guardian.co.uk/commentisfree/2012/may/04/bnp-local-elections-electoral-force-finished

    “My prediction is that the BNP will evolve, with the help of Doug Scorgie and his kind, to shed its most publicly disturbing attributes to find a sufficiently popular far right, anti-ethnic platform that will ensure its political success.”

    The idea that you can have a non-disturbing ‘anti-ethnic’ party speaks for itself, I think.

  • Jemand

    @Komodo 

    Arj Barker is my favourite. He refuses to go home, spending so much time in Sydney that he can switch on the Oz accent so well he could fool a native. Stephen K Amos, 2nd favourite, similarly spends so much time in Oz that I swear he is actually acquiring an Oz accent – subtle, but it’s there. My apologies for the crappy quality of the Arj Barker video (amateur recording) – his shows are also on DVD.
    . . . .

    @Technicolour

    I was under the impression that the BNP obtained seats in the European Parliament which they celebrated as some kind of validation of their policies. 

    The BNP is an organism that wants power and will evolve to get it. It’s platform is definitely anti-ethnic and, technically speaking, there are enough uncommitted people to be swayed in support of ‘suitably’ defined policies if they can be nudged by life experiences. They don’t need to win government outright to be a political force.

    I recently had an idea that might interest you. I happened across an online telegraph.uk story about an influx of Romanian and Albanian migrants into some German city where they ended up in housing estates and there were subsequent social problems. The story claimed that these people were waiting some 10 months to qualify for welfare benefits and, given their lack of education etc, were unlikely to ever find work. German residents complained, moved out etc. it didn’t make sense to me why the government would allow/facilitate such anti-social developments.

    Now, you might not like it when people complain about migrants receiving welfare benefits but I can tell you that these kinds of life experiences will influence their voting patterns. For a right leaning government who wants to cut down on welfare payments to everyone, what better way to obtain a mandate than to allow a situation to foment in which voters see foreigners entering the country with a plan to dump themselves on a (temporarily) generous welfare system? Conspiracy theory? Maybe. But this is how things are done. 

  • doug scorgie

    Jemand:

    “Doug Scorgie is white too, so by his logic he is obviously a white supremacist racist.”

    I reply:

    I’m black actually.

    Jemand then posts:

    “But that doesn’t free you from the burden of being a racist arsehole. Might explain some of your hostility to me tho’.”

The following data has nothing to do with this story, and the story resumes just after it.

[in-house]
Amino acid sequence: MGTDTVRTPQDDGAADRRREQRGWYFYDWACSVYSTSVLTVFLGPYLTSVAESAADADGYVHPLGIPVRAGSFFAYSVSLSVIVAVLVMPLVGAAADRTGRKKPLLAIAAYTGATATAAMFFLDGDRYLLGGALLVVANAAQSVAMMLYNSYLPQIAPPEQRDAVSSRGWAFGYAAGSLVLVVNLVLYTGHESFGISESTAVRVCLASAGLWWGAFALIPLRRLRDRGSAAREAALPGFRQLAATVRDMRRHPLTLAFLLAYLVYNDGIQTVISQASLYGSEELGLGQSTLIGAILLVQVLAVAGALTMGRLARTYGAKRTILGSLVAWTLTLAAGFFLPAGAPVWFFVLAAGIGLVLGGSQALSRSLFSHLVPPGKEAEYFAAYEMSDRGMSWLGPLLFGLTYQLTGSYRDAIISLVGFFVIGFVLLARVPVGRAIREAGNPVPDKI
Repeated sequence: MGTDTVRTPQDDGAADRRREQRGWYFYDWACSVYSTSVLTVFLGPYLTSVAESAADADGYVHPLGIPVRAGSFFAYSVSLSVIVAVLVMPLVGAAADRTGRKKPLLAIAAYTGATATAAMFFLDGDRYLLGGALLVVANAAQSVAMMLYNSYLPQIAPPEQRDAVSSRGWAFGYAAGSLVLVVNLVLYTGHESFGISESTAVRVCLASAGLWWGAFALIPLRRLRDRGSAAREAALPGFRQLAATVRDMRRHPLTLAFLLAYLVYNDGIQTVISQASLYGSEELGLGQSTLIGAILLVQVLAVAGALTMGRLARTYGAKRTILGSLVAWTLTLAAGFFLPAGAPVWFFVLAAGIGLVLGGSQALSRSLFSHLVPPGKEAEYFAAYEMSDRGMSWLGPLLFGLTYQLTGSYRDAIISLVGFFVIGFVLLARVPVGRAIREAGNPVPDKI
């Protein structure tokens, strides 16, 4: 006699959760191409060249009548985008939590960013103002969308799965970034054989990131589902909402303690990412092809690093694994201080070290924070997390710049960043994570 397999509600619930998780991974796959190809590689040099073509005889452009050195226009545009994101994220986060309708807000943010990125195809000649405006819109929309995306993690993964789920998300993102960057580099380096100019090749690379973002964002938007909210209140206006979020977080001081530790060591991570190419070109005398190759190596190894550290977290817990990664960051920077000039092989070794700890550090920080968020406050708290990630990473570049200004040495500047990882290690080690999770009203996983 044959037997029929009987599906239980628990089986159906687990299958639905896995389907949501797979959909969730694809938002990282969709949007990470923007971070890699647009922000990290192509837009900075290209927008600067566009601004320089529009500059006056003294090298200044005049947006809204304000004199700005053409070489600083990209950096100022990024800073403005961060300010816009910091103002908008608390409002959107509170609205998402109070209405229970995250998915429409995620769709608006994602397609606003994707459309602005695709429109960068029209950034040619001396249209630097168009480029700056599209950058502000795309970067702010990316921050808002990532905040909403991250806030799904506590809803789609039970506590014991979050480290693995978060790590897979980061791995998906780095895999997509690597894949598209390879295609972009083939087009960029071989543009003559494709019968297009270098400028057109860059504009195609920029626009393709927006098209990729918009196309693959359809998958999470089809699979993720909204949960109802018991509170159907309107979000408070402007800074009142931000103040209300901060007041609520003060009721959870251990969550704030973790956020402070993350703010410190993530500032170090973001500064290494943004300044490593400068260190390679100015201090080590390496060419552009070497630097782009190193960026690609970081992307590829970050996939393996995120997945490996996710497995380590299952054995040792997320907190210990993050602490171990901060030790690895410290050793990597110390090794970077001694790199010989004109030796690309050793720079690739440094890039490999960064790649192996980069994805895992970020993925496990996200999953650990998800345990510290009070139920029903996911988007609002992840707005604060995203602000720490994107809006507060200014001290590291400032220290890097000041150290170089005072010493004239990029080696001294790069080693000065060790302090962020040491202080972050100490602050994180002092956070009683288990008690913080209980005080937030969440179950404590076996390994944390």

So Jemand your “logic” is: if I’m white I’m a racist; if I’m black I’m a racist. Typical right-wing thinking, well done.

  • Jemand

    Doggy,

    You’re just a racist with a different point of view. Black or white is just a perspective.

    You’ve ignored the facts, have deliberately misconstructed statements all to justify your irrational hatred. Good luck with that.

  • doug scorgie

    Jemand
    12 Apr, 2013 – 2:34 pm

    Trowbridge H. Ford – “Google is just engaging in censorship.”

    “I agree. [I] Tried to look up “Lizard people behind assassination of JFK” – no results. [I] Tried “Asian sluts pissing” – 187,623 results. You do the math. People can laugh but that just probably means they’re enjoying themselves.”

    Jemand, why did you choose that particular search term: “Asian sluts pissing”?

    Is it because you are a racist and a misogynist?

  • doug scorgie

    Jemand
    12 Apr, 2013 – 9:49 pm

    Doggy,

    “You’ve ignored the facts, have deliberately misconstructed statements all to justify your irrational hatred.”

    Hatred of what Jemand?

  • technicolour

    Yep, four years ago the BNP won two European seats. With 6.2 percent of the vote, apparently (fewer than they’d previously had). I think if we need to be worried about an extreme minority pushing an agenda through, we could be worried about what is currently happening to the unemployed, the disabled, and the people perceived as immigrants, which is quite appalling enough. The BNP, much as I sympathise with the people scared into supporting them – and with the bootboys whose drug use has obviously scored over their intelligence – and with the frustrated women pushing them – are politically a useful irrelevance.

  • technicolour

    “Now, you might not like it when people complain about migrants receiving welfare benefits but I can tell you that these kinds of life experiences will influence their voting patterns.”

    Well, only until they are appraised of the reality. Thank goodness.

  • technicolour

    and Jemand: have met people in the situation you describe, and the few who were going to vote for an extremist vicious party as a result were either being bullied into it, or were seizing on it as a way to bolster their own (ill-informed) prejudice in order to gain power (unsuccessfully).

  • Jemand

    @Technicolour, thanks for giving your thoughts but I believe you are hopelessly optimistic.